A course for nurses to handle difficult communication situations. A randomized controlled trial of impact on self-efficacy and performance

  • Doyle D
  • Copeland H
  • Bush D
 et al. 
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Abstract

Objective: To evaluate the impact of a communication skills course for nurses on how to handle difficult communication situations in their daily work. Methods: A 7-h course was developed using a construct of "Awareness, Feelings, Listen, Solve" (AFLS). A pedagogy of experiential, learner-centered learning was adopted. The course evaluation used a randomized controlled design with pre- and post-measures of self-efficacy and performance. Results: Forty-one nurses volunteered and thirty-three nurses completed all assigned parts of the study. On self-assessment, there was significant improvement for self-efficacy (F = 24.43, p< 0.001), but not for emotional awareness. On performance, there was no significant improvement between intervention and control groups (F = 3.46, p = 0.073). Conclusion: A short course for nurses on handling difficult communication situations achieved significant improvements in self-efficacy but not in performance. Practice implications: Teaching communication skills in community-based settings is important for the safety and effectiveness of patient care. Sponsoring organizations should weigh trade-offs between feasibility and achievement of measurable improvements in performance. One possible approach is to focus on specific communication skills rather than a full suite of skills. © 2010 Elsevier Ireland Ltd.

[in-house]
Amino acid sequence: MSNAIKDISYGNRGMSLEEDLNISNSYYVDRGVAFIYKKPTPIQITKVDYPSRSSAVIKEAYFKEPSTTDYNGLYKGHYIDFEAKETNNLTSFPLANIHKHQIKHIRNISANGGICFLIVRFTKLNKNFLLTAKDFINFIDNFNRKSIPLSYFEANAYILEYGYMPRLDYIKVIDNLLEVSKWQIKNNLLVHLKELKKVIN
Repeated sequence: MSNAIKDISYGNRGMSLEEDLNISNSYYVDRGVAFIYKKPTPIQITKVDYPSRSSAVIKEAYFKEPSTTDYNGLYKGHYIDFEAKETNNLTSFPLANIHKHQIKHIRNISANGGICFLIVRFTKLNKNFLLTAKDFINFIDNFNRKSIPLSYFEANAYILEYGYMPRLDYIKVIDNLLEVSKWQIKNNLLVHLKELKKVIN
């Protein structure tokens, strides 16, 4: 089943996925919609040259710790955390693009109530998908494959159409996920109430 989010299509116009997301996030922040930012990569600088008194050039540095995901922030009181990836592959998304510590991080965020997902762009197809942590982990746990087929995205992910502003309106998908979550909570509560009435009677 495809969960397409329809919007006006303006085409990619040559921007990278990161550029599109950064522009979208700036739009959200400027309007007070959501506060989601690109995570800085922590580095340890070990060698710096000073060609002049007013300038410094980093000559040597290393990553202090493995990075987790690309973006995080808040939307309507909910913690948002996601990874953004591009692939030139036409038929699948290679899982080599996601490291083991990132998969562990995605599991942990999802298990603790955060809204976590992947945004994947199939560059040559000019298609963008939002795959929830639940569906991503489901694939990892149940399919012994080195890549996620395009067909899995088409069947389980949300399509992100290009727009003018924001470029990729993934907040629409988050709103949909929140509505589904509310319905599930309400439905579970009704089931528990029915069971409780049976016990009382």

Author-supplied keywords

  • Communications training
  • Difficult communications
  • Nursing
  • OSCE
  • Self-efficacy

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Authors

  • Daniel Doyle

  • H. Liesel Copeland

  • Donna Bush

  • Linda Stein

  • Scott Thompson

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